Unfortunately, around 40% of RPL cases remain unexplained even after extensive clinical investigations and are termed idiopathic RPL (iRPL). Couples afflicted by iRPL go through a difficult and frustrating ordeal, facing financial burdens and feelings of fear and uncertainty. The lack of understanding about the causes of iRPL cases also poses a significant challenge for doctors. A major limitation of RPL clinical workup is that it is mostly focused on female partners and only two clinical evaluations—semen analysis and karyotyping—are recommended for male partners. This is because RPL is not related to conception or impregnation but rather to carrying the conceptus to a live birth, undervaluing the importance of male components after fertilization. However, recent discussions about the significance of sperm in fertilization and early embryonic development have shed light on the investigation of sperm-related factors in RPL. Studies have found chromosomal abnormalities, embryonic aneuploidy, oxidative stress, fragmentation of sperm DNA, and other male contributory factors in iRPL cases. Abnormal expression of certain sperm proteins that may influence feto-maternal communication, foetal development, and embryo implantation has also been identified. Proteins play a significant role in the development and efficient function of spermatozoa, impacting functional pathways and thus, uncovering molecular insights about the role of spermatozoa in fertilization and embryo development is critical for understanding successful pregnancies. Regardless of recent advancements in RPL pathogenesis and molecular insights, it continues to raise concerns and calls for auxiliary molecular research.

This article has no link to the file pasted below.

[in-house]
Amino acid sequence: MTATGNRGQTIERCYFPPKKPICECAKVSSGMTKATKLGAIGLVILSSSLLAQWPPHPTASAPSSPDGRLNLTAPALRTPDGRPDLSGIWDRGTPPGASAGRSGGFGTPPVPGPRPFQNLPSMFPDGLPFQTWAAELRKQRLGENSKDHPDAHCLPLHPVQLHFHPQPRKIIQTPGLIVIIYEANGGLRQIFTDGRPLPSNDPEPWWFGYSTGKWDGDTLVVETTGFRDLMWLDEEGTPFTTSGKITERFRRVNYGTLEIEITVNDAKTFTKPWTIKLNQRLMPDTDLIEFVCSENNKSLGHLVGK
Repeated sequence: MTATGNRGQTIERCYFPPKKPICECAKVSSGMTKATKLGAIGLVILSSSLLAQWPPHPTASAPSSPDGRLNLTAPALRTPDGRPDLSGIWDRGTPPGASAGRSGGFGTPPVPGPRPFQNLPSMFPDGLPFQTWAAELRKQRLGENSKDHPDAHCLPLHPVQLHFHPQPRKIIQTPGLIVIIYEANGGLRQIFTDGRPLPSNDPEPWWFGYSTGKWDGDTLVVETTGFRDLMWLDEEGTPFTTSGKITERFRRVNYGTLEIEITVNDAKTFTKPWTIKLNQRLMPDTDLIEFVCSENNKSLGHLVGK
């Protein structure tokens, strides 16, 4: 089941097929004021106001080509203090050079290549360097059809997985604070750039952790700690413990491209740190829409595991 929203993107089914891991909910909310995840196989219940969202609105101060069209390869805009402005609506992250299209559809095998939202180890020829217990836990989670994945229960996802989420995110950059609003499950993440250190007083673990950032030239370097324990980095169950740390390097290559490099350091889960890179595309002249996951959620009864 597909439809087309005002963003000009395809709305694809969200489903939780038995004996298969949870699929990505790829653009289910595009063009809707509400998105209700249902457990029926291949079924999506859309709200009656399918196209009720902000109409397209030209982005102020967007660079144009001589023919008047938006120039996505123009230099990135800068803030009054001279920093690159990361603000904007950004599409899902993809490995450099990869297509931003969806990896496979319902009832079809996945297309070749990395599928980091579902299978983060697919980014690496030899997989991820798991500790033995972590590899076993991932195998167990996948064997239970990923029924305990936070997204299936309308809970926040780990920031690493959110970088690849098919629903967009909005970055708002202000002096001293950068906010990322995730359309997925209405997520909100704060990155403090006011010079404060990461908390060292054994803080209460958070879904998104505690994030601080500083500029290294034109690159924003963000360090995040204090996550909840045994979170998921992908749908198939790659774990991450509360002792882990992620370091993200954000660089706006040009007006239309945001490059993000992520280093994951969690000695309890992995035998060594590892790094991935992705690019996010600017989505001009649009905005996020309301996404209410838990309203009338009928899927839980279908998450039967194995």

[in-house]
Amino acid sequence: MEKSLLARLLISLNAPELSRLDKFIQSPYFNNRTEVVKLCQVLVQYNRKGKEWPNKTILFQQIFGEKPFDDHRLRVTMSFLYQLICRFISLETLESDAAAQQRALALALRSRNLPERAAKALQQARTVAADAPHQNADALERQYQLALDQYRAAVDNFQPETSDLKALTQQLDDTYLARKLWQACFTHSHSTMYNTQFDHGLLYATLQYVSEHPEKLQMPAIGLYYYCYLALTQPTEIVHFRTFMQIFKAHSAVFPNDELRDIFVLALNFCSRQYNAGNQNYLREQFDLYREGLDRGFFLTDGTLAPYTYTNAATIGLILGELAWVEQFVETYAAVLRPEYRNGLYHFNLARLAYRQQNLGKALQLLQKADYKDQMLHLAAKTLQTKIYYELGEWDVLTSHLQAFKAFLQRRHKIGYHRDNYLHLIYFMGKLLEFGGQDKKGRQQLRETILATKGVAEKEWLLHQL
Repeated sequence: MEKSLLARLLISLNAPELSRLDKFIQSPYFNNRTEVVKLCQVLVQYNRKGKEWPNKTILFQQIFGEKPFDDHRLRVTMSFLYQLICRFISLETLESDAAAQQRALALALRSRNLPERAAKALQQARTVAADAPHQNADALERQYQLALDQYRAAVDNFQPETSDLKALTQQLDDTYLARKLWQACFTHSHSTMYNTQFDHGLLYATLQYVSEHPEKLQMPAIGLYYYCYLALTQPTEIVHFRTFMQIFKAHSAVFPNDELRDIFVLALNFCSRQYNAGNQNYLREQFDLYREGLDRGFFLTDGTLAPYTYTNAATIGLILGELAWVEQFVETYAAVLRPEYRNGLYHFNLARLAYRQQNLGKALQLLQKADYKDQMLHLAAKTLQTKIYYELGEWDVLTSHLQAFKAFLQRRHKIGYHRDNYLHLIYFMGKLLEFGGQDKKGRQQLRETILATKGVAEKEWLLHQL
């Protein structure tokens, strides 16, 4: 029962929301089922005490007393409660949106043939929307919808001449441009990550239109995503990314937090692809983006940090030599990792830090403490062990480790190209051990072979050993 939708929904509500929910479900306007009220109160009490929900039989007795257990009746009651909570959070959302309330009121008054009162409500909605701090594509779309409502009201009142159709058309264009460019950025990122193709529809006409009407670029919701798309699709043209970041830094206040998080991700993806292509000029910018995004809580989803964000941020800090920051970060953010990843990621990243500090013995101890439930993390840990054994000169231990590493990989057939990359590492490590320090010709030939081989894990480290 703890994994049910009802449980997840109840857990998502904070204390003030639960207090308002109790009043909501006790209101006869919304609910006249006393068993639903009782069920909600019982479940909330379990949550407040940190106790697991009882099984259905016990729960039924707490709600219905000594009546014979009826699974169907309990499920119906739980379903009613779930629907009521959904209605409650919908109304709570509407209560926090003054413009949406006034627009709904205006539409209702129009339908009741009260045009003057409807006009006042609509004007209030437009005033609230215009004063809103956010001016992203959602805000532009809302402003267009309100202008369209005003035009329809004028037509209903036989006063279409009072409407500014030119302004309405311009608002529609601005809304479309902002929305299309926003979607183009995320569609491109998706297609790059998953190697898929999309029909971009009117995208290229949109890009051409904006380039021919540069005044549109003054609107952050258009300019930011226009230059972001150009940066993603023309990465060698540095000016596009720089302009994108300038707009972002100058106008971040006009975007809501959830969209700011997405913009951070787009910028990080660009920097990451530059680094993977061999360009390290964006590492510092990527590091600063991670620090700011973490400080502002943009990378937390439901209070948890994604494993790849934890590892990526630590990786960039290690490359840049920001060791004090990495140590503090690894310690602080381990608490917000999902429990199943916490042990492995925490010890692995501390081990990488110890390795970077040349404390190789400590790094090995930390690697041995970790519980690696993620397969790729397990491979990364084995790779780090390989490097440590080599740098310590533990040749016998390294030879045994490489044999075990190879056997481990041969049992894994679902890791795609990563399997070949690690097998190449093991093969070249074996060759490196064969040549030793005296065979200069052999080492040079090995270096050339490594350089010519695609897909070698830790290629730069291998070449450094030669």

The research on the correlation between oxidative stress, DNA fragmentation, and pregnancy loss is still in the early stages and requires more studies to yield conclusive results. Further explorations in this area can elucidate the potential role of male contributory factors in idiopathic cases, potentially improving iRPL management. Based on the findings of our research, we believe that iRPL patients may benefit from medical treatments targeting oxidative stress and DNA fragmentation. Traditionally, the male contribution, particularly of their spermatozoa, has been perceived as limited to fertilization, and any adverse events after conception are attributed to mothers. Biomedical research, however, emphasizes the contribution of male factors in iRPL cases after fertilization. Thus, one of the significant impacts of pre-clinical research findings on male characteristics in RPL is raising awareness in society and changing clinical standards.
In conclusion, conducting more thorough investigations on male partners in RPL can help reduce the incidence of idiopathic cases, raise public awareness, and alleviate the psychological strain on women. Understanding the role of sperm-related factors and employing a molecular approach may provide critical insights into RPL, leading to improved care and better outcomes for affected couples. By unravelling the molecular mechanisms involved in RPL, researchers can identify potential biomarkers for screening and to develop targeted treatments, bringing hope to couples facing these challenges.